Keeping Up

Article excerpt

IN BRIEF

MORE JOBS, SAME PAY

USA Today reports that 1996 college graduates will have an easier time finding jobs. According to a Michigan State University survey of 527 businesses, industries and governmental agencies, the number of college graduates finding jobs will increase by 4.7 percent. But more jobs doesn't mean more pay. Starting salaries are up only about half a percentage point since last year. The survey also found that chemical engineers ($41,182), mechanical engineers ($37,265) and electrical engineers ($36,706) have the best average starting salaries. Journalists racked up the lowest starting salary at $20,154.

LIFELONG LEARNING

In 1994-95 nearly 40 percent of adults in the U.S. participated in one or more adult education program, according to the National Center for Education Statistics. College graduates made up the majority of these nearly 76 million adults, participating three times more than those without a high school diploma and two times more than those without any postsecondary education.

SOCIAL MISFITS, WORKPLACE OUTCASTS

Linkages newsletter, published by The National Adult Literacy and Learning Disabilities Center, reports that 90 percent of people fired from their jobs are dismissed because of poor attitudes, inappropriate behavior and difficulties with interpersonal relationships, not because of deficient job skills. This is according to a recent national study conducted by the Center for Public Resources.

"BIG" BENEFITS FOR TEENS Public/Private Ventures, a national program development and research organization, reports that teenagers who meet regularly with a Big Brother or Big Sister through the Big Brothers/Big Sisters of America program are less likely to be involved with drugs and alcohol, more likely to excel in school and have better relationships with their parents and peers. P/PV found that the mentored teens were 46 percent less likely than their peers to start using illegal drugs, 27 percent less likely to start drinking alcoholic beverages and 52 percent less likely to skip school.

PROFESSIONAL POST

Grants, awards, calls for proposals

NOMINATIONS NEEDED

The Hitachi Foundation will present up to 10 U.S. high school seniors with Yoshiyama awards for exemplary service to the community. The winning students each will receive a $5,000 stipend over the course of two years. Students must be nominated by someone associated with their community service and leadership work. For an application, contact The Yoshiyama Award, P.O. Box 19247, Washington, D.C. 20036-9247. Letters of recommendation also are required. The deadline is April 1,1996.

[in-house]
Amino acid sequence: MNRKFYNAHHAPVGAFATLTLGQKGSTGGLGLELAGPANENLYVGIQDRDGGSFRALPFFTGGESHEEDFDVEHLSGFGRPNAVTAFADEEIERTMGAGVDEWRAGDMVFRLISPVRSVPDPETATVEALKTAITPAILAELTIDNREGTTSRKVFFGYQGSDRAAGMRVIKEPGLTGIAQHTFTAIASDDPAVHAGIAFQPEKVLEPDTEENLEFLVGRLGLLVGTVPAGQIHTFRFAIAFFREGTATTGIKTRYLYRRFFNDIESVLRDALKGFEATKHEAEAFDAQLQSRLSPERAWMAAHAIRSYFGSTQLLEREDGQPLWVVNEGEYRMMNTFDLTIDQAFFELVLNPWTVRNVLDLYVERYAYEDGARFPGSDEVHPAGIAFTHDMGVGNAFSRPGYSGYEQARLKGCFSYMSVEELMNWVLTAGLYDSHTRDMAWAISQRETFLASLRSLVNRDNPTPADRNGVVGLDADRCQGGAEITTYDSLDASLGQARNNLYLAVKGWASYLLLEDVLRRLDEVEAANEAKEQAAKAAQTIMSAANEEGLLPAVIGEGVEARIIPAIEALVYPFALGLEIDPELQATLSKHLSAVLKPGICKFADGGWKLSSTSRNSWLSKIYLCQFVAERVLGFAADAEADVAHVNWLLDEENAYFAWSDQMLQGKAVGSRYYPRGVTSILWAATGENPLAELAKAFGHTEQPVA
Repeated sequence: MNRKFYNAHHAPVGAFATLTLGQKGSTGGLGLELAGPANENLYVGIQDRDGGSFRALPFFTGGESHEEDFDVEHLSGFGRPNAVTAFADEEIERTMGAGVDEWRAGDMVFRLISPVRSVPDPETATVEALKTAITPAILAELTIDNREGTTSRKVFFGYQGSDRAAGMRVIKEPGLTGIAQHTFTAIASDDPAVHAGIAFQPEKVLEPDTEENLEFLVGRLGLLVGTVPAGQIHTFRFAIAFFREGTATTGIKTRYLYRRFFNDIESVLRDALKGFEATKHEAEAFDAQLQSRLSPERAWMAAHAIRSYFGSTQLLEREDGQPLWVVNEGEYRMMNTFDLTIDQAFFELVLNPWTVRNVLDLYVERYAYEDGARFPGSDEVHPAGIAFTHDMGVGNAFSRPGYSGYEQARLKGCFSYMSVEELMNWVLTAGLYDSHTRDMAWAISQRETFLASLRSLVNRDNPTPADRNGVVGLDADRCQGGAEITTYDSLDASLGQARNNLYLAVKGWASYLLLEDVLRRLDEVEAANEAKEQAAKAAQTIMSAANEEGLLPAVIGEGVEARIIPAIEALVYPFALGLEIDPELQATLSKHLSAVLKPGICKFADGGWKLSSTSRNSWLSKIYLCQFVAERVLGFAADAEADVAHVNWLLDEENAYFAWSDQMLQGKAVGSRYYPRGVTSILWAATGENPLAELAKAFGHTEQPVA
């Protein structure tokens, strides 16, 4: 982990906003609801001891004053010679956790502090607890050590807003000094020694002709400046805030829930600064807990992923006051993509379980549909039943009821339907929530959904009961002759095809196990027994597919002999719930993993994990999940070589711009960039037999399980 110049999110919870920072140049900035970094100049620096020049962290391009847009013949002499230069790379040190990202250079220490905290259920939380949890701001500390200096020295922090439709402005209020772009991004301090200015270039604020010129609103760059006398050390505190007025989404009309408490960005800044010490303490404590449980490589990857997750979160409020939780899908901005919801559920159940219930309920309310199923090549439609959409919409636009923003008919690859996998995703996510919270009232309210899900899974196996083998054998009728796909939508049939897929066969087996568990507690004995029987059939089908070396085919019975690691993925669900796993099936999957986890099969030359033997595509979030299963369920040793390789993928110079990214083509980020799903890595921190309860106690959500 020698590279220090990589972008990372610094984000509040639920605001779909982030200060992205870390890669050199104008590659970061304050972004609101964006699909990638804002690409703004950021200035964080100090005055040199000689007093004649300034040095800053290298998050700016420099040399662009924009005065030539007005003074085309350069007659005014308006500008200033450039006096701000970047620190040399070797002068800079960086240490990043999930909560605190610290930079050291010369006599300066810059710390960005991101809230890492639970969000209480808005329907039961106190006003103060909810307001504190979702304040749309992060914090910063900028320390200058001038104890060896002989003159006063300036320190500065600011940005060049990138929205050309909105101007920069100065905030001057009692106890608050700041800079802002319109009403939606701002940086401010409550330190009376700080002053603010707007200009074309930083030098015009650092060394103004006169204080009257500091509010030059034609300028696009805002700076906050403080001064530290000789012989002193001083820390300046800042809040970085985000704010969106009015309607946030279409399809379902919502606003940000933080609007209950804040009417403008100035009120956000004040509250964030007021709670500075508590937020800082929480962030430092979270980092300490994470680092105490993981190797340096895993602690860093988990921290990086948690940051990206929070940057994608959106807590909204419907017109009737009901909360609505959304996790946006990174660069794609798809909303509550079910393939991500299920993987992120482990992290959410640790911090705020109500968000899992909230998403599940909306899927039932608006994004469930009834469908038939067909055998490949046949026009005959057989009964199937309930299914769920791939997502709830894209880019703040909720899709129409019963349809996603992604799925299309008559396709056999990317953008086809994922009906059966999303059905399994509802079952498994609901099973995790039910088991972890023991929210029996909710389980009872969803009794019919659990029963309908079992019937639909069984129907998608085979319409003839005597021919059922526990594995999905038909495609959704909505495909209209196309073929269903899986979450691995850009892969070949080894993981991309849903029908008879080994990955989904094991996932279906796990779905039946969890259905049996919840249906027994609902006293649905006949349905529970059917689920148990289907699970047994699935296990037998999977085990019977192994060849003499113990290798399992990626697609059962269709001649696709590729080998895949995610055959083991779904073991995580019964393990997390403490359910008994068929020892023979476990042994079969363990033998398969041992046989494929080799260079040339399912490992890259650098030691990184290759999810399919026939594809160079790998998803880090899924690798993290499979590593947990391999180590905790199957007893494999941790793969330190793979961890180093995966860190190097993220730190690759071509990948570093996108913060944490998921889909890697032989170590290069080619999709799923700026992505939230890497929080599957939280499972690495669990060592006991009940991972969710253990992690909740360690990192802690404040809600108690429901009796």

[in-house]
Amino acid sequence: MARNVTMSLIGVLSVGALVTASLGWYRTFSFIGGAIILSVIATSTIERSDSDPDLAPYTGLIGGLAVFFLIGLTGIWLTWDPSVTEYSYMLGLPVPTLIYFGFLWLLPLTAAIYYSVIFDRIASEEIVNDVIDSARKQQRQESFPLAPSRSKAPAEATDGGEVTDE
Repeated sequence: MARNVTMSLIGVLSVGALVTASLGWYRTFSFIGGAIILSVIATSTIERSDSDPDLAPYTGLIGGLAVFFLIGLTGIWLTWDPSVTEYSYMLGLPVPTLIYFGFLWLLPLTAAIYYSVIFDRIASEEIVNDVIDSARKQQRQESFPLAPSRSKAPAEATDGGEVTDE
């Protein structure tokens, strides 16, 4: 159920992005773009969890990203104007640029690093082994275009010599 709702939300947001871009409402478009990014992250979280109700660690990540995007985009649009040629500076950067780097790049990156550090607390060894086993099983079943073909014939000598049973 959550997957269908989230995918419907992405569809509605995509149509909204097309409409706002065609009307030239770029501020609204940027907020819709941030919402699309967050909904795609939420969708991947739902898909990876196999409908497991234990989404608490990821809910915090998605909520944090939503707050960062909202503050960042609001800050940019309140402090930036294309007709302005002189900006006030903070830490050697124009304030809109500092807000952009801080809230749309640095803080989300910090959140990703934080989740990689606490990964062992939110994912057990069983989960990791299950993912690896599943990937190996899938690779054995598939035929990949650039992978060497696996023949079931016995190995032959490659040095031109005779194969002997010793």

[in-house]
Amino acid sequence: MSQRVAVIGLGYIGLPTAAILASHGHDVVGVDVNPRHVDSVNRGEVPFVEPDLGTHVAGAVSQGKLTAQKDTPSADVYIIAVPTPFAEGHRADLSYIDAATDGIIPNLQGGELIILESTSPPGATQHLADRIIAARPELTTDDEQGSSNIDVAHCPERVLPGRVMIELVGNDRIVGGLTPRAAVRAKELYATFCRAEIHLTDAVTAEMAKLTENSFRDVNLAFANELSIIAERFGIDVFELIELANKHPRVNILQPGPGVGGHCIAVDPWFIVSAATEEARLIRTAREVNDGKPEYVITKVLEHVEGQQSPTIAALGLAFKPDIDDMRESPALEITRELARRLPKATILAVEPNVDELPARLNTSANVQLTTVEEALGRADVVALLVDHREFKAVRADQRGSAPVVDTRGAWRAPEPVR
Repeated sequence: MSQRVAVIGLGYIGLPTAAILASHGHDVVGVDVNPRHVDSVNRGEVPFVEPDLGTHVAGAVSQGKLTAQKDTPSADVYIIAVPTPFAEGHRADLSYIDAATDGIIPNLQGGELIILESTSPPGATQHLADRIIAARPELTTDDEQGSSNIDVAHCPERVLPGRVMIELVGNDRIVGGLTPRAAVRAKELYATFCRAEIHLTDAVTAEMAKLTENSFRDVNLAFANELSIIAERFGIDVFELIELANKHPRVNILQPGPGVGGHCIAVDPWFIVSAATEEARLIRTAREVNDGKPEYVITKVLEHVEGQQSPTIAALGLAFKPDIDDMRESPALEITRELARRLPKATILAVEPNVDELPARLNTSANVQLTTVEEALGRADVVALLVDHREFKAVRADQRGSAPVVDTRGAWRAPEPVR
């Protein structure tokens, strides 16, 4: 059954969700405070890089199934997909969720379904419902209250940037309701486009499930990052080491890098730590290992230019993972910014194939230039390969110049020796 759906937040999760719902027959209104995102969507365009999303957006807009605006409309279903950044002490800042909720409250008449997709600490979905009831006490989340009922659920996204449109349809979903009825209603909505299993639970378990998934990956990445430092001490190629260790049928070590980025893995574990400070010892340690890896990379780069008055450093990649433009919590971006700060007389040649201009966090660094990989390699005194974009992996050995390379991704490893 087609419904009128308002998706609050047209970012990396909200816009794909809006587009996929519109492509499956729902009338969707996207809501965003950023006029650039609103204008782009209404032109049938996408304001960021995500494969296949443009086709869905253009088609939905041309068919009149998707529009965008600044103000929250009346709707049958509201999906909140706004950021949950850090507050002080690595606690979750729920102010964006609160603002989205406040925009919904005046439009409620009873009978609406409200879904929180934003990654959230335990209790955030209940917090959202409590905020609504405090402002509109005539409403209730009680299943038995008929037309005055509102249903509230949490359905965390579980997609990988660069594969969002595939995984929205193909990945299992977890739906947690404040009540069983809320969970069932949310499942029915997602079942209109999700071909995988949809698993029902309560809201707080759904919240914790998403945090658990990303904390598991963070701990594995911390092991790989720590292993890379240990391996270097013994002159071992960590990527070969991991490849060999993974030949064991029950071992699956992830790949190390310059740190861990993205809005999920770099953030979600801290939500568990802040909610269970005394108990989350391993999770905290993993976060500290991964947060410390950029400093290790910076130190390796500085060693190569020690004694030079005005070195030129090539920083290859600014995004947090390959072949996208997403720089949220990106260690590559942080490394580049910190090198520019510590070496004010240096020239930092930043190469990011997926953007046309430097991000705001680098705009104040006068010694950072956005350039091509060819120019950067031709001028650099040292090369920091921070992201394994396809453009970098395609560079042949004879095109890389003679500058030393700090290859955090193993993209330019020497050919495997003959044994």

CELEBRATE BLACK HISTORY MONTH

The National Women's Project is offering a free catalogue of multicultural women's history materials for the classroom. Posters, books and videos are available about such AfricanAmerican women as civil rights activist Ella Baker and astronaut Mae Jamison. Contact the National Women's History Project, 7738 Bell Road, Dept. P, Windsor, CA 95492-8518; (707) 8386000.

REDUCED RATE

Miller Electric Manufacturing Company is selling its Educational Instructor's Package at a reduced price to all high school, technical school, college and company welding program teachers. The package-which includes such items as Miller reference publications, a lifetime subscription to MEMCO News and a universal safety symbol poster-is valued at $75, but is available to educators for $20. Contact the Miller Electric Manufacturing Company, Marketing Department, P.O. Box 1079, Appleton, WI 54912; (414) 751-2120.

MODEL CAREER EDUCATION

The American Association for Career Education is selling Career Education That Works, a 20-page booklet that includes descriptions and contacts for 18 award-winning programs, practices and publications. The cost is $4.50 per booklet and must be prepaid. Contact AACE, 2900 Amby Place, Hermosa Beach, CA 90254-2216; (310) 376-7378. …